The disciples of the local-effort school lose sight of the fact that when a muscle is set and rigid, either in attempting to hold the breath or to force the tone, it is virtually out of action; that instead of actually helping the voice it is really preventing a free, natural production, and that other parts are then compelled to do its work; this accounts for many ruined voices. “To make a part rigid is equal to the extirpation of such part. While it is in a state of rigidity it ceases to take part in any action whatsoever: it is inert and the same as if it had ceased to exist.”
The local-effort school is accountable for many errors of the day. The incubus of this school is fastened upon the vocal profession with octopus-like tentacles which reach out in every direction, and which strive to strangle the truth in every possible way; but, while “life is short, art is long;” the truth must prevail.
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As an outgrowth of the local-effort school, and as an attempt to counteract its evil tendencies, there is to-day in existence another school or system known as the limp or relaxed school, or the system of complete relaxation. The object of this relaxation is to overcome muscular tension and rigidity. This is the other extreme. The followers of this school forget that there can be no tonicity without tension. Flexible firmness without rigidity, the result of flexible, vitalized position and action, is the only true condition. The tone of the school of relaxation is nearly always depressed and breathy; it always lacks vitality.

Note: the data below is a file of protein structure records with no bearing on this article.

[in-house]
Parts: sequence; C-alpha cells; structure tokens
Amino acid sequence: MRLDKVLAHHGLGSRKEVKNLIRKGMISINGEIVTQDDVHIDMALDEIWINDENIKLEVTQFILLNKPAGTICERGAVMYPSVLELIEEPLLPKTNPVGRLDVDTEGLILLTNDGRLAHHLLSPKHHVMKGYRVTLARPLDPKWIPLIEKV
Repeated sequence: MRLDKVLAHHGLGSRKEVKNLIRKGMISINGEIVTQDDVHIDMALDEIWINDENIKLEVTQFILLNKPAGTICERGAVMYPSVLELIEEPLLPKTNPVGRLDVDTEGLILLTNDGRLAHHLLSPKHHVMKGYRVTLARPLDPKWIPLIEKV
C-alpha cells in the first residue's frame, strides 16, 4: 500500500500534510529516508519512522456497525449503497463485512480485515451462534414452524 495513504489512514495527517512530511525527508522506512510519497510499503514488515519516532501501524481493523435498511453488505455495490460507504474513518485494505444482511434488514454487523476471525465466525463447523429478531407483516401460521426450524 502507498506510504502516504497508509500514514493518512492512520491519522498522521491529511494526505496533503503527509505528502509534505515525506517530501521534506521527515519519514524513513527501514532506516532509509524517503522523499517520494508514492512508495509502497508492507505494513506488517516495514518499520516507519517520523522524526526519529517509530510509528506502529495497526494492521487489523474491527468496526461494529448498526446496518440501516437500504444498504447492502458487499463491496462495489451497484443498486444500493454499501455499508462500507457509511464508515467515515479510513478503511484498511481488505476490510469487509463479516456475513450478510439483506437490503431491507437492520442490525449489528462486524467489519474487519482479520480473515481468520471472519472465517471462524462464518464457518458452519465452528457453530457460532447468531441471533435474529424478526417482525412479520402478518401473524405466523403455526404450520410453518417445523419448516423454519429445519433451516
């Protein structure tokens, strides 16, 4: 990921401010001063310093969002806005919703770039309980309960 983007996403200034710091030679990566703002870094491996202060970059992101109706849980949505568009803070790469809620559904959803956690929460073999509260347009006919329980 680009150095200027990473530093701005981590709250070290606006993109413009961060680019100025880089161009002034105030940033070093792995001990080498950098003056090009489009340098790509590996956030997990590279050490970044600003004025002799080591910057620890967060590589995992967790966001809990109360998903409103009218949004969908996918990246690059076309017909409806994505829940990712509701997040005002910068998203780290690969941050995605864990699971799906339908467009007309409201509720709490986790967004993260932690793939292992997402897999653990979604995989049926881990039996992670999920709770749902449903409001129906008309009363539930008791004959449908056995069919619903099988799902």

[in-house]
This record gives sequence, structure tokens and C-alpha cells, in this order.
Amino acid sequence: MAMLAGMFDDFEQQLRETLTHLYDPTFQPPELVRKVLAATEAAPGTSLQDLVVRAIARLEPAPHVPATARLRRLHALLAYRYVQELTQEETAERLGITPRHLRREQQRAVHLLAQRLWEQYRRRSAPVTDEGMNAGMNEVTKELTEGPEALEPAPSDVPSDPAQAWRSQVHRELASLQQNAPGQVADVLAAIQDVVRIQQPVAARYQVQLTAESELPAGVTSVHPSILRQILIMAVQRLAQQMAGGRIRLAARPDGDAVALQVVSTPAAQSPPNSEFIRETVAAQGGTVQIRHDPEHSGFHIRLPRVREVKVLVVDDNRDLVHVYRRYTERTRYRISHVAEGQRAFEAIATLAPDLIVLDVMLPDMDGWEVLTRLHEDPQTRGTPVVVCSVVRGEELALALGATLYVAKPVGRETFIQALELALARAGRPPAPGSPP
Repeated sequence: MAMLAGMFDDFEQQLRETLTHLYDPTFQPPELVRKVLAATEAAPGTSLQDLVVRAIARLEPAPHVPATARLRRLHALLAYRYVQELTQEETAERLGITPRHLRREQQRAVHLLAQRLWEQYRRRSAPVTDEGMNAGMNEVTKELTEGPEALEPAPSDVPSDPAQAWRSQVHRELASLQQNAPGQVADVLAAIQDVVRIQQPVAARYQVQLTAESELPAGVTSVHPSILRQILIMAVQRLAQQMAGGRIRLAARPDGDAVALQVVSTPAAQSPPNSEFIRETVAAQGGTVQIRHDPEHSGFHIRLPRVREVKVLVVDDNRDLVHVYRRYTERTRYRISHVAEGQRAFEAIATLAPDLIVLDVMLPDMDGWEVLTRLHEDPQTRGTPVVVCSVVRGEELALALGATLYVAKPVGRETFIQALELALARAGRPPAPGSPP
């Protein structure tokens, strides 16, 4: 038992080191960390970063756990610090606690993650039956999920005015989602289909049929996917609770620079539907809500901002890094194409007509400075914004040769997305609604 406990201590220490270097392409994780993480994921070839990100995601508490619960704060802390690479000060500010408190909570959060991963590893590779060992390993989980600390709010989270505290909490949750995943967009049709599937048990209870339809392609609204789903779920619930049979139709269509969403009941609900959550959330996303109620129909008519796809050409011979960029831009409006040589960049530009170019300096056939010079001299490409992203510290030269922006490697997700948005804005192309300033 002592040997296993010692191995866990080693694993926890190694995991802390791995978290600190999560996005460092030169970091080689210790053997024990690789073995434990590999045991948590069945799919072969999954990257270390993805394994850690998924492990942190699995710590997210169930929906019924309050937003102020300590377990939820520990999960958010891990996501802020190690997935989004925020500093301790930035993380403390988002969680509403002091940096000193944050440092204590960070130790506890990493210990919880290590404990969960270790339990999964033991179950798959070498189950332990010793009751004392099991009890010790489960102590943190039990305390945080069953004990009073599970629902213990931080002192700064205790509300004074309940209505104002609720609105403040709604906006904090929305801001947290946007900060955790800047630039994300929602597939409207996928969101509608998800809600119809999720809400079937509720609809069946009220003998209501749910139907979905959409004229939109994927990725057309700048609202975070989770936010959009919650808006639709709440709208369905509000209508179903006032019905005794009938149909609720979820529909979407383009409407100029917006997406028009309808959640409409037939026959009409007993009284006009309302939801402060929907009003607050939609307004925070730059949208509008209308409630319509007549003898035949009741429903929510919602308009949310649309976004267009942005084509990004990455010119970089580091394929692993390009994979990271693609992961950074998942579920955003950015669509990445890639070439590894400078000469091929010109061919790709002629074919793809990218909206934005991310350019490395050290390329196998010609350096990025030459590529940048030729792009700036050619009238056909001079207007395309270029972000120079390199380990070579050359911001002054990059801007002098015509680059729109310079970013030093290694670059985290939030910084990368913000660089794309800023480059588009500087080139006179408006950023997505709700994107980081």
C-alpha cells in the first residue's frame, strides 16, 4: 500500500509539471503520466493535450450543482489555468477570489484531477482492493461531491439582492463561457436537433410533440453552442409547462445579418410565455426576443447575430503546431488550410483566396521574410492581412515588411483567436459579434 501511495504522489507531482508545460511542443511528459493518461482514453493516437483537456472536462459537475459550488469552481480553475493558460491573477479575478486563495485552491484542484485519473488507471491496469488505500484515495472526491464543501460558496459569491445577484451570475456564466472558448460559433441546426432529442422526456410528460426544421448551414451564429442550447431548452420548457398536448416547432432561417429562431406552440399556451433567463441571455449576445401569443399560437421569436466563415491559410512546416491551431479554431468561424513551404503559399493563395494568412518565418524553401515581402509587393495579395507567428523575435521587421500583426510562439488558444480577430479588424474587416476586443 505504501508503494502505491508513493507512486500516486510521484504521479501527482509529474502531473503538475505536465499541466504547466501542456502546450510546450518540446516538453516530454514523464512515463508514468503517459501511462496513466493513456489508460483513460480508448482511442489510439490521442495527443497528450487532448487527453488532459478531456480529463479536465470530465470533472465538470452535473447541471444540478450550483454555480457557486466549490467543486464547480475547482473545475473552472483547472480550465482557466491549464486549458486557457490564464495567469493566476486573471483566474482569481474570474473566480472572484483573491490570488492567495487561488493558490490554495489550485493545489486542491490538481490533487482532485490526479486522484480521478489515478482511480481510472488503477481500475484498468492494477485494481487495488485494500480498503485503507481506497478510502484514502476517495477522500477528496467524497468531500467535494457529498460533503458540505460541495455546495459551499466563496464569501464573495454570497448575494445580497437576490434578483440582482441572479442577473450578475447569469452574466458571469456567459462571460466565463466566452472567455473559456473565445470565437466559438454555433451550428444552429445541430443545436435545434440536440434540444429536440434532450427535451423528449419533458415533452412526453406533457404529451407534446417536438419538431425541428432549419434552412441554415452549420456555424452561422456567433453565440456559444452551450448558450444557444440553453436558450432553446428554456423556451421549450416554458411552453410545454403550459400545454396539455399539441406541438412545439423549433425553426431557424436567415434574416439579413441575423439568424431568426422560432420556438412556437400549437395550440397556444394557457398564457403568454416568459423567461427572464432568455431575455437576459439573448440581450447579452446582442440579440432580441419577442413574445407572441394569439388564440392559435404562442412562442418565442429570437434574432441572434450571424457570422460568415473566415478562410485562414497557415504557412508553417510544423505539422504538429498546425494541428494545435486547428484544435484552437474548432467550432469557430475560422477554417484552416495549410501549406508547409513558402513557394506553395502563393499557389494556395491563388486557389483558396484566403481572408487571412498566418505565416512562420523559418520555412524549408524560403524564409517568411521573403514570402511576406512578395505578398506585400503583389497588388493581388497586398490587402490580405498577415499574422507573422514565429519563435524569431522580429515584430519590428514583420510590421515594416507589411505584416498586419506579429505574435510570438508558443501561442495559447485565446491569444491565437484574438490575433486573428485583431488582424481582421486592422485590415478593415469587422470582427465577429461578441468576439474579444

The renaissance of the vocal art.
We are in the habit of measuring time by days, weeks, months, years, decades and centuries. The world at large measures time by epochs and eras. While this is true in the physical world, it is equally true of the arts and sciences, and it is especially true of the art of song. Thus we have had the period known as “The Old Italian School of Singing.” This was followed by the modern school, or “The Local-Effort School” of the nineteenth century, the period which may be called The Dark Ages of the Vocal Art.
There is a constant evolution in all things progressive, and this evolution is felt very perceptibly to-day in the vocal world. Great principles, great truths, are of slow growth, slow development. Times change, however, and we change with them. While the changes may be slow and almost imperceptible to the observer, they are sure, and finally become evident by the accumulation of event after event.
The prevailing systems of the nineteenth century tried to develop voice by direct local muscular effort. These systems have proved themselves failures. The vocal world is looking for and demanding something better. We may say that we are now on the eve of great events in the vocal art. When the morn comes, and the light breaks, we may confidently expect that awakening or reawakening which may properly be called The Renaissance of the Vocal Art.